- Name: 蘇建安
- Born: 1969
- Birthplace: Tainan
- Did You Know That …?
- The hu (笏) is a ritual baton that was traditionally used by imperial court officials and remains a tool used by Taoist priests. Su has noted that the hardest challenge of his career was the restoration of the Class A relic "Blessed Hu of Seven Treasures (七寶神笏)," which is named after the seven Buddhist treasures of gold, silver, coral, agate, veluriyam, amber, and mother-of-pearls.
- Site: https://www.facebook.com/pg/tian.guan27
Su Chien-an's vocational education in automotive repair and college studies of food science may seem like an odd conflict between greasy hands and food, but what came next in his career might be even more surprising — a mastery of the delicate art of crafting fine works from gold and silver.
He may have studied automotive repair at vocational school, but after graduating, Su chose to take up a job in a gold-casting plant. Being a precious metal, gold is not something just anyone can jump in and work with — applicants need to be recommended and guaranteed by someone already in the know.
Working there, Su learned the skills involved in working gold. After stepping away and completing his military service, he wanted to continue his education there, but was told not to bother. At first, Su thought this was a rejection, but after asking more, he realized that was not really the case, and that in fact, his boss felt his skills were already so advanced that was nothing more for him to learn there.
His older brother Michael Su Chi-sung (蘇啟松) went into silversmithing and working together, the two siblings set up Tianguan Silverware Studio (天冠銀帽) in 1998, creating a number of works of great artistic value in the years since. They made their exhibition debut in 2000 at the Third Tainan Traditional and Folk Crafts Exhibition, and since then they have gone on to win several titles, including four National Crafts Awards, becoming a leader in the metalworking world.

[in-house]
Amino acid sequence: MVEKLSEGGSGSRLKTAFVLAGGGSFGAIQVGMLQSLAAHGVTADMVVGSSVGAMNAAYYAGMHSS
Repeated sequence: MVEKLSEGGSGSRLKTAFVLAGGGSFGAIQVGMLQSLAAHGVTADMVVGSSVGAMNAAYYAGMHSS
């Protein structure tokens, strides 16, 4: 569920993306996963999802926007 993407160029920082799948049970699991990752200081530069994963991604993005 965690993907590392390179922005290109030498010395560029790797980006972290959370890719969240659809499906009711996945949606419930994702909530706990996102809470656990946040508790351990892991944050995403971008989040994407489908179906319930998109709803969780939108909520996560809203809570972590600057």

Several years ago, the "Blessed Hu of Seven Treasures" that belonged to the goddess Matsu of Tainan's Datianhou Temple (大天后宮) was damaged, and the casters of the time left no records of how to restore it. To preserve this treasure, a recognized Class A relic, the temple looked far and wide for help, ultimately commissioning the Su brothers for the job. Through a process of deduction and copying, the two eventually managed to complete the repairs needed.
"The pressure was intense," said Su, "because if we did a good job, our reputation would shine for years and years, but if we did a bad job, our names would be muddled for centuries." To ensure this valued relic could continue to survive through the ages, Su engraved the repair process into the back of the hu
, so that later generations would have some guidelines to follow.
While his past studies may seem disconnected from his current vocation, food science student Su says that artists need to pay attention to their health, because a healthy body can ensure a long creative career. Over the course of such a career, Su looks forward to continuing developing a distinctively Taiwanese approach to silverwork and carving out a space in the international crafts scene for Taiwanese gold and silver crafts.